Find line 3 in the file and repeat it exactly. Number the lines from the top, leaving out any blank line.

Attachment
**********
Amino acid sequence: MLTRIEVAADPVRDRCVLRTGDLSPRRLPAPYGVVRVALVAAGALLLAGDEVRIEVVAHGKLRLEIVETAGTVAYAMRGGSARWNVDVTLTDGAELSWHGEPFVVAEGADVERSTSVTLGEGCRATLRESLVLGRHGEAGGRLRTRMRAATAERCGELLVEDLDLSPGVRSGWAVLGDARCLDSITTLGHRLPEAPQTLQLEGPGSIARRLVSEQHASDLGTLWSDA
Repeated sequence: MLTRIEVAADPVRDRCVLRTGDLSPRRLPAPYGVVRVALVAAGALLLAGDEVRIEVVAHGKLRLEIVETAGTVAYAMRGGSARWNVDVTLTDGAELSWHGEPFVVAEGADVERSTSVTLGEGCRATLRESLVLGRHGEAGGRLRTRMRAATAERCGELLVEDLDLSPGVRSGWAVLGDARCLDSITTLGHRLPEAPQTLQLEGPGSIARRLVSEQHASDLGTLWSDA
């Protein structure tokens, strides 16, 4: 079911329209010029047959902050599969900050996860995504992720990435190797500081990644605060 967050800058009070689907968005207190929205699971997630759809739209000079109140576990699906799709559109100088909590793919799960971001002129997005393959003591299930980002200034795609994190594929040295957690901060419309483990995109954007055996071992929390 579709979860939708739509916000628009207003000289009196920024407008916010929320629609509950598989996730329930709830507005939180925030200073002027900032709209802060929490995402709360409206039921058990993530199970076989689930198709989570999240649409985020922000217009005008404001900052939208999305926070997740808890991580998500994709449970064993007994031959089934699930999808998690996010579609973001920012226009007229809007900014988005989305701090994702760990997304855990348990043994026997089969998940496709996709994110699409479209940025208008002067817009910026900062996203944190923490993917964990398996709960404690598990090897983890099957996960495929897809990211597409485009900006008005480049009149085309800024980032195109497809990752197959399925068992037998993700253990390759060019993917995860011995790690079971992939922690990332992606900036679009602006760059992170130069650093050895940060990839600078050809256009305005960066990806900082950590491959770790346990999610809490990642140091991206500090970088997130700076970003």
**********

């Protein structure tokens, strides 16, 4: 079911329209010029047959902050599969900050996860995504992720990435190797500081990644605060 967050800058009070689907968005207190929205699971997630759809739209000079109140576990699906799709559109100088909590793919799960971001002129997005393959003591299930980002200034795609994190594929040295957690901060419309483990995109954007055996071992929390 579709979860939708739509916000628009207003000289009196920024407008916010929320629609509950598989996730329930709830507005939180925030200073002027900032709209802060929490995402709360409206039921058990993530199970076989689930198709989570999240649409985020922000217009005008404001900052939208999305926070997740808890991580998500994709449970064993007994031959089934699930999808998690996010579609973001920012226009007229809007900014988005989305701090994702760990997304855990348990043994026997089969998940496709996709994110699409479209940025208008002067817009910026900062996203944190923490993917964990398996709960404690598990090897983890099957996960495929897809990211597409485009900006008005480049009149085309800024980032195109497809990752197959399925068992037998993700253990390759060019993917995860011995790690079971992939922690990332992606900036679009602006760059992170130069650093050895940060990839600078050809256009305005960066990806900082950590491959770790346990999610809490990642140091991206500090970088997130700076970003």